Semiconductors & ICs

Glass as Electrode Makes Batteries More Efficient

Today’s batteries provide a reliable power supply for our smartphones, electric cars and laptops, but are unable to keep up with the growing demands placed on them. Researchers have discovered a material that may have the potential to double battery capacity: vanadate-borate glass. The glass is being used as a cathode material, which is made of vanadium oxide (V2O5) and lithium-borate (LiBO2) precursors, and was coated with reduced graphite oxide (RGO) to enhance the electrode properties of the material. The vanadate-borate glass powder was used for battery cathodes, which were placed in prototypes for coin cell batteries to undergo numerous charge/discharge cycles. In tests, the glass electrodes demonstrated a vast improvement in these batteries’ capacity and energy density. Source:

Posted in: News, Batteries, Electronic Components, Energy Efficiency


Mechanically Induced Nucleation Improves Crystalline Quality During Melt Growth of Semiconductors

Significantly lower supercooling results in the ideal growth condition of single crystal nucleation. Marshall Space Flight Center, Alabama For certain semiconductors with important applications, the existing bulk crystal growth technique from the melt usually results in poor-quality multi-crystalline ingots that cause the typically low yield of the commercial growth process. The low-quality, multi-grained crystal growth is mainly caused by the large supercool of the melt, which prohibits the ideal growth condition that a small, single-crystal nucleus forms at the very tip and grows into a large single crystal. For instance, semi-insulating cadmium zinc telluride (CdZnTe) crystal is a highly promising material for room-temperature x-ray and gamma ray detectors. However, the major hurdle in using the CdZnTe crystals is its cost. The ability to pack many data acquisition channels (hundreds) with the stopping power for high-energy radiation requires large single crystals of CdZnTe.

Posted in: Briefs


A Resistive, High-Voltage, Differential Input Interface in a 3.3-V BiCMOS 0.5-μm Process for Extreme Environments

NASA’s Jet Propulsion Laboratory, Pasadena, California Wide-temperature and extreme-environment electronics are crucial to future missions. These missions will not have the weight and power budget for heavy harnesses and large, inefficient warm boxes. In addition, extreme-environment electronics, by their inherent nature, allow operation next to sensors in the ambient environment, reducing noise and improving precision over the warm-box-based systems employed today.

Posted in: Briefs, TSP, Power Management, Sensors


Motor Driver ICs

Toshiba America Electronic Components (San Jose, CA) offers four motor driver ICs, ranging from precision stepper motor drivers to sensorless brushless DC motor drivers. The TB67S269FTG bipolar stepping motor driver has a maximum rating of 50V and 2.0A. Three brushless DC motor drivers — the TB67B001FTG, TB67B008FTG, and TB67B008FNG — feature maximum rating of 25V and 3.0A. The TB67S269FTG targets applications requiring high-speed, high-precision motor drives. The driver’s high-resolution, 1/32-step motor driving technology lowers noise and vibration, while heat generation is reduced via low ON resistance (0.8Ω or less, upper + lower) MOSFET H-bridges and featuring Toshiba’s Advanced Mixed Decay (ADMD) technology that optimizes the drive capability of complex motor currents.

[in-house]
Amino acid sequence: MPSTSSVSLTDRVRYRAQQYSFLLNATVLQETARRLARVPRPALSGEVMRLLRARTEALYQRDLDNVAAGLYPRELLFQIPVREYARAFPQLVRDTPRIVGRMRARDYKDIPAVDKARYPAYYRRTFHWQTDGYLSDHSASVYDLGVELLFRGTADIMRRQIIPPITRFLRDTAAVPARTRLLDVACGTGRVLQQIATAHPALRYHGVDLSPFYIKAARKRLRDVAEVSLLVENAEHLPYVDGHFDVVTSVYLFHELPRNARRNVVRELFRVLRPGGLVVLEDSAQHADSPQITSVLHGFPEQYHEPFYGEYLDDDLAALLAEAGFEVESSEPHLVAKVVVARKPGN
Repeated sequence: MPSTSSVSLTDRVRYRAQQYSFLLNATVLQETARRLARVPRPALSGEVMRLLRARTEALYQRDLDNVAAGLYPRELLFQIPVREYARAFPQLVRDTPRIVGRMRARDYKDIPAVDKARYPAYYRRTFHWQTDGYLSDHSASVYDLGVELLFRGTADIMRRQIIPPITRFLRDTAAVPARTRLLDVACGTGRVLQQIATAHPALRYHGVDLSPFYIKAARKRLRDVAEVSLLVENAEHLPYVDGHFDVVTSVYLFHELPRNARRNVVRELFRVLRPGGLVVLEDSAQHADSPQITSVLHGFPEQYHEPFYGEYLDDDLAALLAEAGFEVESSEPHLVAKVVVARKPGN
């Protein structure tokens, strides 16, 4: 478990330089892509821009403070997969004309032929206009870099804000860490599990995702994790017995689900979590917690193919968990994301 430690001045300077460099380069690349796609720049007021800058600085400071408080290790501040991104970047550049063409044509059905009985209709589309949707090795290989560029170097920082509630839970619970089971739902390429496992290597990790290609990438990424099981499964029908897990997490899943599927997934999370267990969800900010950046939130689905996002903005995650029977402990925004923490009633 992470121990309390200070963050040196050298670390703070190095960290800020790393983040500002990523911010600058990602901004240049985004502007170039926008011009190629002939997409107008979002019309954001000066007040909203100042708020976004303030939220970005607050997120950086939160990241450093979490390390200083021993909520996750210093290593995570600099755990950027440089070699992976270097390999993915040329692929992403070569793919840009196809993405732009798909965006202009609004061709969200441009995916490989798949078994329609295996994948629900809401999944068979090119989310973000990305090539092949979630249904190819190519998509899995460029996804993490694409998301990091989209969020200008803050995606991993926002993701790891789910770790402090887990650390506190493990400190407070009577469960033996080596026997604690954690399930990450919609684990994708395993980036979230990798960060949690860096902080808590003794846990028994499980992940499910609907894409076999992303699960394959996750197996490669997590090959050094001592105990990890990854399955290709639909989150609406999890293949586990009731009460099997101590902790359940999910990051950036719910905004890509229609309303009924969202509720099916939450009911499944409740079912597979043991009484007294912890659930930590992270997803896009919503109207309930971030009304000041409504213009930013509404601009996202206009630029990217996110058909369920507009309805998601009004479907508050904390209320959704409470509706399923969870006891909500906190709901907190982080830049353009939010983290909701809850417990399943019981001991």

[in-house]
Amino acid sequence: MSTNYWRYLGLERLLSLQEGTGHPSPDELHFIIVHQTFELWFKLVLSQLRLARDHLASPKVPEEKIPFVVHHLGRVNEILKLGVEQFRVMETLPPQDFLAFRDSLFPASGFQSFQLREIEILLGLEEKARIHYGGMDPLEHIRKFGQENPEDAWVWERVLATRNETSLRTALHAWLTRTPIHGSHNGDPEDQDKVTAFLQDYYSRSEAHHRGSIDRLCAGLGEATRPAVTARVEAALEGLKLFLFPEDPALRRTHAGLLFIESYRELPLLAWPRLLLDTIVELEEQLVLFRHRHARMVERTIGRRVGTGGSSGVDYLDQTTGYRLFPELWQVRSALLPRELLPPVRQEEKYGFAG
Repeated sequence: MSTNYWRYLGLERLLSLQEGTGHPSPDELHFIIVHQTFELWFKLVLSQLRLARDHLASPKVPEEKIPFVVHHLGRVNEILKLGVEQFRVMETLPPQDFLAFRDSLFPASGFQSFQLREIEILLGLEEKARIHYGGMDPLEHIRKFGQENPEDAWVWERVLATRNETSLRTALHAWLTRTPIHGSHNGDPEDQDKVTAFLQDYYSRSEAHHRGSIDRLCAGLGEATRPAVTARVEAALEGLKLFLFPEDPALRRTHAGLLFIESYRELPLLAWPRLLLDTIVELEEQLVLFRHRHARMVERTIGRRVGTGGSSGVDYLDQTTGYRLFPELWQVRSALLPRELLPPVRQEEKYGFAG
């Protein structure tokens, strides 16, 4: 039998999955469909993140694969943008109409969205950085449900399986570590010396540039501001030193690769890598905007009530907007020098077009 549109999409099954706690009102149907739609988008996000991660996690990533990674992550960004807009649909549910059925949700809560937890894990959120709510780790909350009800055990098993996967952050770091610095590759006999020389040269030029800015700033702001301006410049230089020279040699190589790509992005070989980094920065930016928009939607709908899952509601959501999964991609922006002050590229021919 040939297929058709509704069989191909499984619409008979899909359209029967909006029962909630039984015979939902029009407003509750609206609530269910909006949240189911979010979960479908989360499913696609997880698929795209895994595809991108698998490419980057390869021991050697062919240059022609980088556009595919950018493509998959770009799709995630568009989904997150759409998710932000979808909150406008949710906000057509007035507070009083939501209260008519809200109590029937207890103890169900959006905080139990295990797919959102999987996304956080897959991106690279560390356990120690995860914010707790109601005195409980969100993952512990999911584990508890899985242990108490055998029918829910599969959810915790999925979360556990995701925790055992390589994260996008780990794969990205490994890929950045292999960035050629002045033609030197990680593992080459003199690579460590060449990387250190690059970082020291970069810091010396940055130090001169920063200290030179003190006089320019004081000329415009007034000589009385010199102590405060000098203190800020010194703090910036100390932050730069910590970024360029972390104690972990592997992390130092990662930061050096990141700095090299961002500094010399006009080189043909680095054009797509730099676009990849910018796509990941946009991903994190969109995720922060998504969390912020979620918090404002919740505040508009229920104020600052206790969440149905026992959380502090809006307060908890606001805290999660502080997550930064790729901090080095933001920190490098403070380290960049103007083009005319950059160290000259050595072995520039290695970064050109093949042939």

Posted in: Articles, Products, Motors & Drives


Wearable Nanowire Sensors Monitor Electrophysiological Signals

Researchers from North Carolina State University have developed a new, wearable sensor that uses silver nanowires to monitor electrophysiological signals, such as electrocardiography (EKG) or electromyography (EMG). The new sensor is as accurate as the “wet electrode” sensors used in hospitals, but can be used for long-term monitoring and when a patient is moving.

Posted in: News, News, Electronic Components, Patient Monitoring, Sensors


Technology Diagnoses Brain Damage from Concussions, Strokes, and Dementia

New optical diagnostic technology developed at Tufts University School of Engineering promises new ways to identify and monitor brain damage resulting from traumatic injury, stroke, or vascular dementia in real time and without invasive procedures.

Posted in: News, Electronic Components, Diagnostics, Fiber Optics, Optics, Photonics, Measuring Instruments


Putting FPGAs to Work in Software Radio Systems

Recently updated, this handbook reviews the latest FPGA technology and how it can be put to use in software radio systems. FPGAs offer significant advantages for implementing software radio functions such as digital downconverters and upconverters. These advantages include design flexibility, higher precision processing, lower power, and lower cost.

Posted in: White Papers, White Papers


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